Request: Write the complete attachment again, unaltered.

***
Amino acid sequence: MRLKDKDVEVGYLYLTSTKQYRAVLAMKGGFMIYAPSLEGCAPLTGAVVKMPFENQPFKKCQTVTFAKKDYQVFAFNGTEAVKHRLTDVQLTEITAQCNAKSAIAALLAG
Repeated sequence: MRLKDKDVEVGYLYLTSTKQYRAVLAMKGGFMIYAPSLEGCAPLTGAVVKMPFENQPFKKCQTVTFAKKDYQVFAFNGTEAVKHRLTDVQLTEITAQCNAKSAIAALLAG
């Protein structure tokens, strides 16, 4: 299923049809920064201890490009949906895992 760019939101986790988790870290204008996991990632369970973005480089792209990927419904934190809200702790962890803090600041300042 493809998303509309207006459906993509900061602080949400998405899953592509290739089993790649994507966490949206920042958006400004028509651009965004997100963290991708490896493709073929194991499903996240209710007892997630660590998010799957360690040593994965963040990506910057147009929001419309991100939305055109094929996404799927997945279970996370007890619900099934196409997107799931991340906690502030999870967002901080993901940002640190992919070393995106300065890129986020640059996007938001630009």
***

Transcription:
Amino acid sequence: MRLKDKDVEVGYLYLTSTKQYRAVLAMKGGFMIYAPSLEGCAPLTGAVVKMPFENQPFKKCQTVTFAKKDYQVFAFNGTEAVKHRLTDVQLTEITAQCNAKSAIAALLAG
Repeated sequence: MRLKDKDVEVGYLYLTSTKQYRAVLAMKGGFMIYAPSLEGCAPLTGAVVKMPFENQPFKKCQTVTFAKKDYQVFAFNGTEAVKHRLTDVQLTEITAQCNAKSAIAALLAG
């Protein structure tokens, strides 16, 4: 299923049809920064201890490009949906895992 760019939101986790988790870290204008996991990632369970973005480089792209990927419904934190809200702790962890803090600041300042 493809998303509309207006459906993509900061602080949400998405899953592509290739089993790649994507966490949206920042958006400004028509651009965004997100963290991708490896493709073929194991499903996240209710007892997630660590998010799957360690040593994965963040990506910057147009929001419309991100939305055109094929996404799927997945279970996370007890619900099934196409997107799931991340906690502030999870967002901080993901940002640190992919070393995106300065890129986020640059996007938001630009």